I feel like most people dream of falling in love one day, but what if that day turns into a year – and then another? What if the act of falling in love becomes an all-consuming force that necessitates the creation of your own color-coded language? What if your name is Michelle Jane Lee, and this series of ‘what ifs’ has actually been your life for the last three years? The end result of that experience might resemble a thirty-foot love letter and a mountain of other drawings representing your unmentionable thoughts and desires for a woman that would ultimately come to reject you. A hard pill to swallow for most, but Lee seems undeterred in her pursuit of the unattainable. After all, true obsession is captivating – for both artist and audience in this case. Her work is incredibly personal, absolutely honest, and exceptionally beautiful. If you are in or around Los Angeles on April 7th – I recommend that you attend the opening reception of her most recent solo exhibition at Gallery 3209.
The Singapore based 3D printing company Pirate3D are making something very special happen. Using the fairly new technology of 3D printing, they are producing real objects based off photographs and drawings for the visually impaired. The campaign follows 5 different participants and their reactions to ‘touching their memories’. In the video produced by Lowe and Partners Agency LOLA in Madrid, we learn more about the memories each person sees in their minds.
There is Gabor – a director of photography who, despite losing his eyesight 12 years ago, still regularly shoots films. Now, after shooting a film in Bolivia, he is able to touch a reproduction of a scene he remembers so vividly. He runs over every detail from the frame – where the table was sitting, what the woman looked like on the chair. You can see how perfectly his memory and the miniature match up with one another. There is also Mario – a blind musician who lost his eyesight because of glaucoma. His memory that is printed for him is the cover design of his album a friend designed. This is the first time he can see how others see him.
Fred Bosch from the project says about the powerful effect of the experiment:
There were very long silences while we saw emotions wash over their faces as if they were being transported in time, but Daniela was perhaps who stands out the most. She chose a memory that not only brought her back to her childhood and the ski holiday she spent with her family, but also reminded her of intimate details that she had forgotten, like the wool cap she was wearing at the time and the crunch of the snow beneath her boots. (Source)
Their reactions make it obvious the potential of using technology to benefit our everyday life. And just like Braille, 3D printing is once again changing how we share and absorb information. (Via Designboom)
Robbie Augspurger liked his 2 page spread in B/D Book 3 so much, he made this super meta-meta representation of a photo of a photo of a photo of a….wait. Anyway, here is an image of his contribution resting on an amazing Ionic-period Roman column/plinth held by the same people, in the same outfits… in the photo! My future self seriously just went back in time on the most excellent adventure and bogus journey all at once. More images of Book 3 and his spread floating in timeless cosmos and dusty gradient-ridden liminal spaces below.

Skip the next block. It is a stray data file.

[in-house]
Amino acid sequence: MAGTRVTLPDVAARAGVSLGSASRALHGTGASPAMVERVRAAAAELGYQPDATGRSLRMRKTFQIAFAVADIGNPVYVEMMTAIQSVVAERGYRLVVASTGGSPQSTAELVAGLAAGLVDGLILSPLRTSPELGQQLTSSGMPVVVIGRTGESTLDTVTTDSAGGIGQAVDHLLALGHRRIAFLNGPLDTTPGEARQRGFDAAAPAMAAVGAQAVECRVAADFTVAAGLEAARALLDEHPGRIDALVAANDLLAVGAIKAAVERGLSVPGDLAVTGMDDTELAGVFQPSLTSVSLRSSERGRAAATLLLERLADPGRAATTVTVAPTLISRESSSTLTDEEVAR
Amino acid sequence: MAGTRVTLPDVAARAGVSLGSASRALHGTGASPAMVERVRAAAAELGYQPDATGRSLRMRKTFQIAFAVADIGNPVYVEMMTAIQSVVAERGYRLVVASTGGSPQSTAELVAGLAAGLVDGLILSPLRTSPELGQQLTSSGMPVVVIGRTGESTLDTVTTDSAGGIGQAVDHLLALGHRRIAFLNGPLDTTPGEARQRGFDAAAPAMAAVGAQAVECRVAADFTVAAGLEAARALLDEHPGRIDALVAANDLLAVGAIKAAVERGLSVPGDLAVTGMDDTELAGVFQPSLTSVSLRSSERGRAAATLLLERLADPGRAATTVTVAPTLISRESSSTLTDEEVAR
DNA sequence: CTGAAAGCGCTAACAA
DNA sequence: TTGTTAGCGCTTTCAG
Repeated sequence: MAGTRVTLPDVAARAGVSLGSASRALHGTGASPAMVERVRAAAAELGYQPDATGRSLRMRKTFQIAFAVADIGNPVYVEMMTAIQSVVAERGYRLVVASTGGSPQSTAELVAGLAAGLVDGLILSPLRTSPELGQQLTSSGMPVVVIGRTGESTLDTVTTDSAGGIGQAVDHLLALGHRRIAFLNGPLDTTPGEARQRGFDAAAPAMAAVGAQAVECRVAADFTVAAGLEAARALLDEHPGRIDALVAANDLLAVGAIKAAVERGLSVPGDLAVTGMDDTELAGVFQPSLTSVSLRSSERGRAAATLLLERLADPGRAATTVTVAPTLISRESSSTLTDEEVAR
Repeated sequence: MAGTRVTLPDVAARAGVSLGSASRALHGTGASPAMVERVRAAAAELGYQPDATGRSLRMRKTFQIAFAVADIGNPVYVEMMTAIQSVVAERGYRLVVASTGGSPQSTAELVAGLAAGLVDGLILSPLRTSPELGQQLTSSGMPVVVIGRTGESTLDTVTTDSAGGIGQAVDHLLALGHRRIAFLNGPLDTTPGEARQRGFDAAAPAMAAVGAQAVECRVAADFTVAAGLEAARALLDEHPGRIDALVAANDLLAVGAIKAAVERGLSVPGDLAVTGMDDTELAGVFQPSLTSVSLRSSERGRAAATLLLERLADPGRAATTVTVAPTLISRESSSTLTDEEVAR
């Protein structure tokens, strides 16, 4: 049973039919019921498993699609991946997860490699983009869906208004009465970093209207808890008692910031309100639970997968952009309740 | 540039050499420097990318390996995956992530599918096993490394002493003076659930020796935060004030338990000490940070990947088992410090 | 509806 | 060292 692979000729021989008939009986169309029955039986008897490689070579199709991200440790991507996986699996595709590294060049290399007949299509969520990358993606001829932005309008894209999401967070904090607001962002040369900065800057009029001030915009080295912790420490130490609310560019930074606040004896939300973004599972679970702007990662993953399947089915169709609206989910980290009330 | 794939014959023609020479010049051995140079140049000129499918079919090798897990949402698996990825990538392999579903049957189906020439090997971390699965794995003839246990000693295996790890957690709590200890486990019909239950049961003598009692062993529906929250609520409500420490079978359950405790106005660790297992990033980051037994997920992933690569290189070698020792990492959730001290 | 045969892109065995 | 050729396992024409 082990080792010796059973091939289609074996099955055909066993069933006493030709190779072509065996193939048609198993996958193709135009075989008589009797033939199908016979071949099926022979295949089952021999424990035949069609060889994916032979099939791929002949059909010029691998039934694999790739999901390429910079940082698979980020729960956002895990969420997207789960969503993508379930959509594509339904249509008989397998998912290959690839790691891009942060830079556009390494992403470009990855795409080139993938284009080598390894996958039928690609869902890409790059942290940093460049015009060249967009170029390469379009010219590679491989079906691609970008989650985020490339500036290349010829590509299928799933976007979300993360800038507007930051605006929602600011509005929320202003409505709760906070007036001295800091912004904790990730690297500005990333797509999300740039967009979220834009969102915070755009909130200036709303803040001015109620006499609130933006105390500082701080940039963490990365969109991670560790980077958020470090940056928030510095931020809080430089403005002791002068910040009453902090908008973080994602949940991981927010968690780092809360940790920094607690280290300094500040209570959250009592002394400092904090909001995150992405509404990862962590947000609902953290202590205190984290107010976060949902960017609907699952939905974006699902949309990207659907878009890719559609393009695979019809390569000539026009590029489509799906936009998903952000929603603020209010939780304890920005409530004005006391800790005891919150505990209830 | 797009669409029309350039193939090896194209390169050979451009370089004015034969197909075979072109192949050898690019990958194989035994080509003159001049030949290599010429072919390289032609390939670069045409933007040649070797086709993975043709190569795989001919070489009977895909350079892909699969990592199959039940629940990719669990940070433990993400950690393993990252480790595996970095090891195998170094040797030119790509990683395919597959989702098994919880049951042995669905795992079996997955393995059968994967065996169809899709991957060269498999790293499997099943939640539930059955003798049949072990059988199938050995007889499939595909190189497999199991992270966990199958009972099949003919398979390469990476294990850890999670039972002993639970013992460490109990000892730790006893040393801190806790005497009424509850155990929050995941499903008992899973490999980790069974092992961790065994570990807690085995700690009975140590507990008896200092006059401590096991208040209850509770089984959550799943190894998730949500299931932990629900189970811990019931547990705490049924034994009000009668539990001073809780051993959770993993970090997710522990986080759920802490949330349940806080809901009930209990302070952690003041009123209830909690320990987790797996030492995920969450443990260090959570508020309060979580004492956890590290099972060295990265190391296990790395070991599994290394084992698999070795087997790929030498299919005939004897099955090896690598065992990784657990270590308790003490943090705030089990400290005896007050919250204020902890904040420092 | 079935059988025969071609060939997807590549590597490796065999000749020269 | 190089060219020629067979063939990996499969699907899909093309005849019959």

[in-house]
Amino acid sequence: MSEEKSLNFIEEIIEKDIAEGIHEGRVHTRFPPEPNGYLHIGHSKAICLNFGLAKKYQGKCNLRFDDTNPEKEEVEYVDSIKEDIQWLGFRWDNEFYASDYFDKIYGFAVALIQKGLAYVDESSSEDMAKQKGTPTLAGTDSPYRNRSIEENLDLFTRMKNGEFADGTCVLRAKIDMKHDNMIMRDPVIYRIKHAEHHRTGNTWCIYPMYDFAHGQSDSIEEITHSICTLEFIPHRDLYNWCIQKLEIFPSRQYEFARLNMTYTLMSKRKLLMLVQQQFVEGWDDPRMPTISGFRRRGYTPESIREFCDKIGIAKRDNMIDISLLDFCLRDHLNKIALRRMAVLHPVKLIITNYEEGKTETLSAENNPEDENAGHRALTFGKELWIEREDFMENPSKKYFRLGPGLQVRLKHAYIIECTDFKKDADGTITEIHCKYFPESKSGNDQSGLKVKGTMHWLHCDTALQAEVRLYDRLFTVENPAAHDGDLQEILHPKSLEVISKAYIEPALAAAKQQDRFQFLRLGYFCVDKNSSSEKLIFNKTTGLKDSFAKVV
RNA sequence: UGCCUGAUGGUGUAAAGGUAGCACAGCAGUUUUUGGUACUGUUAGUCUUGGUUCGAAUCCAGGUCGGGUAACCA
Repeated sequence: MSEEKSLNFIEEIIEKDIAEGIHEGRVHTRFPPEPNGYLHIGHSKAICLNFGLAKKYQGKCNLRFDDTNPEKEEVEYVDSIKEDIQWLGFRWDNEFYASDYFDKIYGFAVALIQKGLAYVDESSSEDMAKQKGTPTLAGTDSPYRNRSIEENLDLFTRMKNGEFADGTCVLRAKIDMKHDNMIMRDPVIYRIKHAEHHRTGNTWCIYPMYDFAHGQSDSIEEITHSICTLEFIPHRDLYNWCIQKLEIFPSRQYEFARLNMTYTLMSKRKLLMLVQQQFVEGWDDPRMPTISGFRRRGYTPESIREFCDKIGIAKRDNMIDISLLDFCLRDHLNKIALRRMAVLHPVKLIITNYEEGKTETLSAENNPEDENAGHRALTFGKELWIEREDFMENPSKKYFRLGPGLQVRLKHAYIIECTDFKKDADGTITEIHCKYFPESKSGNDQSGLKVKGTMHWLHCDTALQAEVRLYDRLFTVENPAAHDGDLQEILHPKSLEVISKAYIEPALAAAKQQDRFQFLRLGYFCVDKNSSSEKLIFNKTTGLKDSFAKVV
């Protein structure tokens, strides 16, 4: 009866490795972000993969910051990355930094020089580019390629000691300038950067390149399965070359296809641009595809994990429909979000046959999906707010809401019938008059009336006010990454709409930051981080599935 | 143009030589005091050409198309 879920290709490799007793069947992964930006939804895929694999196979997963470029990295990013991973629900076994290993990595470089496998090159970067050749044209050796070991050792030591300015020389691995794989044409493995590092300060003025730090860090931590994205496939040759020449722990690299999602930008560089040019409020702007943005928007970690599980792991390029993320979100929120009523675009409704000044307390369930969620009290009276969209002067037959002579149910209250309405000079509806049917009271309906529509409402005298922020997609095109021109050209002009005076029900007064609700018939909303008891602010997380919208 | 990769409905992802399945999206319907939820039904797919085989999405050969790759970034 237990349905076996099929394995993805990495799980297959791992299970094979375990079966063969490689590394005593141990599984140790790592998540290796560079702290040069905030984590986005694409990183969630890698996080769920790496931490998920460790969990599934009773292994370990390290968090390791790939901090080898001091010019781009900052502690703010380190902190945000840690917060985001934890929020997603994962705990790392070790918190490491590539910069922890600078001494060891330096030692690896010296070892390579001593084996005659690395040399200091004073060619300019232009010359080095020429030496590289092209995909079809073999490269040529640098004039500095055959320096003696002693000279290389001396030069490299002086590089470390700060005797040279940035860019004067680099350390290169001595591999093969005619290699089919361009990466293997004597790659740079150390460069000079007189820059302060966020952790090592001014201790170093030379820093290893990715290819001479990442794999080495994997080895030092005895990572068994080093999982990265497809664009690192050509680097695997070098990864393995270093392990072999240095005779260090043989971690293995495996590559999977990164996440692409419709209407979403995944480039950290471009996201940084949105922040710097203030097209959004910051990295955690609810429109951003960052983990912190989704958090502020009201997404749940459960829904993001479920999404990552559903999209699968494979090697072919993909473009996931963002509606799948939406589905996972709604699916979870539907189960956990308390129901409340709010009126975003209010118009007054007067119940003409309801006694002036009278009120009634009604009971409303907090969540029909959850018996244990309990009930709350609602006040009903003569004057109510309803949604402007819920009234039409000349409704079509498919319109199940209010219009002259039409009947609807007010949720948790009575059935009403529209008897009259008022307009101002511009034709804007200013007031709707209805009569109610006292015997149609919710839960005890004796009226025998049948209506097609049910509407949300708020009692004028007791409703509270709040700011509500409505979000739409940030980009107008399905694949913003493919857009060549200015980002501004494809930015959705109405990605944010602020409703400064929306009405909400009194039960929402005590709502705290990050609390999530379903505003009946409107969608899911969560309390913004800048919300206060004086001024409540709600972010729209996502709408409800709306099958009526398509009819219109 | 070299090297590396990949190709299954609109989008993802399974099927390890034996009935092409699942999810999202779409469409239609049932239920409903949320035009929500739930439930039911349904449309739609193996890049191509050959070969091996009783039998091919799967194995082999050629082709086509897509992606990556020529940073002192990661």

Teodora Axente is associated with the Cluj School, a group of Romanian artists making work after the 1989 Revolution, which ended Nicolae Ceausescu’s communist regime.
There is a dark sense of carousing in her work which examines the question of boredom in a secular world. Left to his or her own devices, Axente’s adult figures conjure up spirits or flights of whimsy in seemingly childlike ways, often seeking solace in shiny and tactile objects such as tinfoil, plastic wrap, or furs. However, translated to a non-secular world, each stroke Axente makes seem satirical or political, consciously examining religion or capitalism.
According to the artist, this dichotomy is the exact intention: “One of my concepts is to transform a real fact into a game . . . It is all about play from my perspective, the playfulness is more than a world of novelty in which everything happens and is reconstituted because of the freedom to act, to think.”
Beautiful/Decay recently created a lookbook for our Spring/Summer 09 seasons. The concept behind the shoot juxtaposes evocative objects & optical affects with our apparel, to complement the shirts in abstract ways. Still life images of disco balls, prismatic rings, shag carpets and balloons contrast the light, color and texture of the shirt graphics. See our apparel line come to life in new and unexpected ways! Photography by Luke Stettner.
The Street Hands project is the brainchild of Spanish artists Octavi Serra, Mateu Targa, Daniel Llugany and Pau Garcia who created the site specific installations as commentary on Spain’s political and economic climate. The plaster cast hands are placed throughout the city reminding passerby’s that uncertainty, danger and turmoil could be right around the corner unless they do something about it. The result is a poetic and poignant reminder of life’s daily challenges and that our future sometimes is best dealt by our own hands.
Watch a short video about the project as well as the artists in action after the jump. (via)